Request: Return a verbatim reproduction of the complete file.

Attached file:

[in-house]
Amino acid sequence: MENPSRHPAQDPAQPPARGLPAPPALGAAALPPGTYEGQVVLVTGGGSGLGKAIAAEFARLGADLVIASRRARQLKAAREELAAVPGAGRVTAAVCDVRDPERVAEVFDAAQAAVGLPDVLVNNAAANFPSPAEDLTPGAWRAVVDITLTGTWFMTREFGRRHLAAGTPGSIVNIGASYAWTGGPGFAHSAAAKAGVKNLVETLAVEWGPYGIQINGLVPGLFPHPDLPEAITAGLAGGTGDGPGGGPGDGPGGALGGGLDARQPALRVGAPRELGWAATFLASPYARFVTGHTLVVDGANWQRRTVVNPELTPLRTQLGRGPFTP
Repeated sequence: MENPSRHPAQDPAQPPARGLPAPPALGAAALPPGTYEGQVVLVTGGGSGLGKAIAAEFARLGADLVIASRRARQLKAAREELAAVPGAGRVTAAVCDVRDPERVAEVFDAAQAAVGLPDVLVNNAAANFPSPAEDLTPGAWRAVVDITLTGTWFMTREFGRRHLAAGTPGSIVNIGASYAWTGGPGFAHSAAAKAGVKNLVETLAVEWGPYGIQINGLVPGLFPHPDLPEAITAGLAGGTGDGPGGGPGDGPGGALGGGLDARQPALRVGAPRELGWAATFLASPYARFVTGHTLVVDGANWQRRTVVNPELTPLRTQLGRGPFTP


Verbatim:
[in-house]
Amino acid sequence: MENPSRHPAQDPAQPPARGLPAPPALGAAALPPGTYEGQVVLVTGGGSGLGKAIAAEFARLGADLVIASRRARQLKAAREELAAVPGAGRVTAAVCDVRDPERVAEVFDAAQAAVGLPDVLVNNAAANFPSPAEDLTPGAWRAVVDITLTGTWFMTREFGRRHLAAGTPGSIVNIGASYAWTGGPGFAHSAAAKAGVKNLVETLAVEWGPYGIQINGLVPGLFPHPDLPEAITAGLAGGTGDGPGGGPGDGPGGALGGGLDARQPALRVGAPRELGWAATFLASPYARFVTGHTLVVDGANWQRRTVVNPELTPLRTQLGRGPFTP
Repeated sequence: MENPSRHPAQDPAQPPARGLPAPPALGAAALPPGTYEGQVVLVTGGGSGLGKAIAAEFARLGADLVIASRRARQLKAAREELAAVPGAGRVTAAVCDVRDPERVAEVFDAAQAAVGLPDVLVNNAAANFPSPAEDLTPGAWRAVVDITLTGTWFMTREFGRRHLAAGTPGSIVNIGASYAWTGGPGFAHSAAAKAGVKNLVETLAVEWGPYGIQINGLVPGLFPHPDLPEAITAGLAGGTGDGPGGGPGDGPGGALGGGLDARQPALRVGAPRELGWAATFLASPYARFVTGHTLVVDGANWQRRTVVNPELTPLRTQLGRGPFTP